Dissertation Proposal Defense - Michelle Larkins - 10/19/15
Date: October 19, 2015
Time: 8:30 a.m.
Location: 320A, Natural Resources Building
The Ties That Bind: The Intersection of Gender and Place in Community-based Environmental Justice Action
Dissertation Proposal Defense
By: Michelle L. Larkins
Date: Monday, Oct. 19, 2015
Time: 8:30 a.m.
Room: 320A, Natural Resources Building
In this dissertation I will explore the construction and negotiation of identity of women actors involved in environmental justice projects at the community level, and how these multiplex identities inform environmental realities, experiences of injustice, and claims for recognition and remediation (Whyte, 2014). It is critical to understand that gender is performed and expressed within/against hegemonic discursive identities depending on cultural and geographic locations (Kurtz, 2007; Schippers 2007), and that ascription to a gender identity does not presuppose a universal environmental experience (Budgeon, 2013; Stearney, 1994). Further, it is important to investigate how women’s engagement may simultaneously be a source of personal empowerment (Yuval-Davis, 1994) and a cultural expectation of community maintenance (Little, 1997; Gerstel, 2000)— and that which socio-material realities constitute empowerment and expectation(s) may vary across actor groups. For theoretical and practical reasons, this type of work is needed within examinations of environmental justice projects to acknowledge how the environment may be differentially constructed in communities, how this informs strategies for action, to identify and address cultural norms may impact resource distribution, and to encourage coalition building between groups across communities and scalar levels. The connection of shared experiences of injustice across communities has the potential to shift scale, and demand action. By locating this research within an examination of environmental justice activism, I will add to the growing literature that problematizes the feminization of this movement/framework, ranging from food and sustainable agriculture (Ferguson and DeLind, 1999), to traditional livelihoods (Bell, 2010).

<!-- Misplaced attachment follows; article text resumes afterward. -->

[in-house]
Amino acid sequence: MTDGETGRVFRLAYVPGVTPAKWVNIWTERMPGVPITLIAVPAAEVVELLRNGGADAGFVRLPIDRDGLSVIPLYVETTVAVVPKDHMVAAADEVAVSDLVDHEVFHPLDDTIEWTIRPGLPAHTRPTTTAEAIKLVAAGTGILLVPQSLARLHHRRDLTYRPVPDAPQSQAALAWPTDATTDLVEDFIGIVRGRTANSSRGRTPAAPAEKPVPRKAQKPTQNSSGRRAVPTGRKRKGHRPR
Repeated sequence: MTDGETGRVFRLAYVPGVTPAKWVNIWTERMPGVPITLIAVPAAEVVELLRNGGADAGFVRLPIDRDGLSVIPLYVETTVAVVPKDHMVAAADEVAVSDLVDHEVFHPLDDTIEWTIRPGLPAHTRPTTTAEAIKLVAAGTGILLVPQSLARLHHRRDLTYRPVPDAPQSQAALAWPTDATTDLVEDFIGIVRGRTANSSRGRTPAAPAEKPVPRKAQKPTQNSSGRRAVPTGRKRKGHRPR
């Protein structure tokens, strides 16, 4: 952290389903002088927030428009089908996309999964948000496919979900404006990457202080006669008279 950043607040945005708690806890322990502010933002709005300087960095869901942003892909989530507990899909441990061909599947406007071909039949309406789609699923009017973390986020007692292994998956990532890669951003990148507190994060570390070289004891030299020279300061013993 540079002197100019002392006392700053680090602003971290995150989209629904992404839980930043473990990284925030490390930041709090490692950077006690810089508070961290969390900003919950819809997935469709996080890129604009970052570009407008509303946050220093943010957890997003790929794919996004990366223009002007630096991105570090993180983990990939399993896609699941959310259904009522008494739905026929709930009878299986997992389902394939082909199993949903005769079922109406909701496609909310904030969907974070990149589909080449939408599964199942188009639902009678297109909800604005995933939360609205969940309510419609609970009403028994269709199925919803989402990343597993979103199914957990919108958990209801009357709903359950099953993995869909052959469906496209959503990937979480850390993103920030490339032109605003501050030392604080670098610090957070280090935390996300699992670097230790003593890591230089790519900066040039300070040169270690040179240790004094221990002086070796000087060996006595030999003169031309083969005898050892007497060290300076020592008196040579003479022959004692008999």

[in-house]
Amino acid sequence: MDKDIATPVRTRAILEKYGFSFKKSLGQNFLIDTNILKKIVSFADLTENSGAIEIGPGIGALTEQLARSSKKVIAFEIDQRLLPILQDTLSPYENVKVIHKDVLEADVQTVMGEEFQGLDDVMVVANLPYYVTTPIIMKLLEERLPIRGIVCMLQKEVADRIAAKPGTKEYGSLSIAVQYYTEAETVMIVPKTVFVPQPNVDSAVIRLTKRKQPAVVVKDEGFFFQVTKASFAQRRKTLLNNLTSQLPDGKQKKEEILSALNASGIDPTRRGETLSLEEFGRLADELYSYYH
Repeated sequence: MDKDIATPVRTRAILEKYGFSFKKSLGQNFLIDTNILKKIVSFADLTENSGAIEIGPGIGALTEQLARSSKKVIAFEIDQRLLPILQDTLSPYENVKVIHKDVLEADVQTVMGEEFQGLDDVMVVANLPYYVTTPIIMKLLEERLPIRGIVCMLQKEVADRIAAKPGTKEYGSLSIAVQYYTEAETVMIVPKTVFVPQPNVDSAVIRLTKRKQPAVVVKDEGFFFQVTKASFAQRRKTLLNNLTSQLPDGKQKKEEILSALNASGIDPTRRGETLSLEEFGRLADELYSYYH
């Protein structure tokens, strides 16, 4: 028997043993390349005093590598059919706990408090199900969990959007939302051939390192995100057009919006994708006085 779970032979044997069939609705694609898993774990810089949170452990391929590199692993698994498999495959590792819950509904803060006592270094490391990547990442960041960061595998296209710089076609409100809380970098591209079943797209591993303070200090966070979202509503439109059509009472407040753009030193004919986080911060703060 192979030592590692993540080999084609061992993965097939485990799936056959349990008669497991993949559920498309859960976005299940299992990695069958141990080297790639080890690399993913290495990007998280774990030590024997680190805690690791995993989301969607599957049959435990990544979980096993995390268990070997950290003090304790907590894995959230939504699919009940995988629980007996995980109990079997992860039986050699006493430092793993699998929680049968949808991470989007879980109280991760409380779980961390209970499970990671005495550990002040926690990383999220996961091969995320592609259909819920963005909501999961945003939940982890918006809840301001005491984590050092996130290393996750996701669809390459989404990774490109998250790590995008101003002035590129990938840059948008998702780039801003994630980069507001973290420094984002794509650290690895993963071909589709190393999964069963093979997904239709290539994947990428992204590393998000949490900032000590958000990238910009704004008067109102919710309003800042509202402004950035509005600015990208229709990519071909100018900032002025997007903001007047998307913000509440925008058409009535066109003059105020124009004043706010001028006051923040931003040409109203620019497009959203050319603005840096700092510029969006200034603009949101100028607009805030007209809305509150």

Committee Chair: Dr. Wynne Wright
Members: Dr. Shari L. Dann, Dr. Lucero Radonic, and Dr. Robert Richardson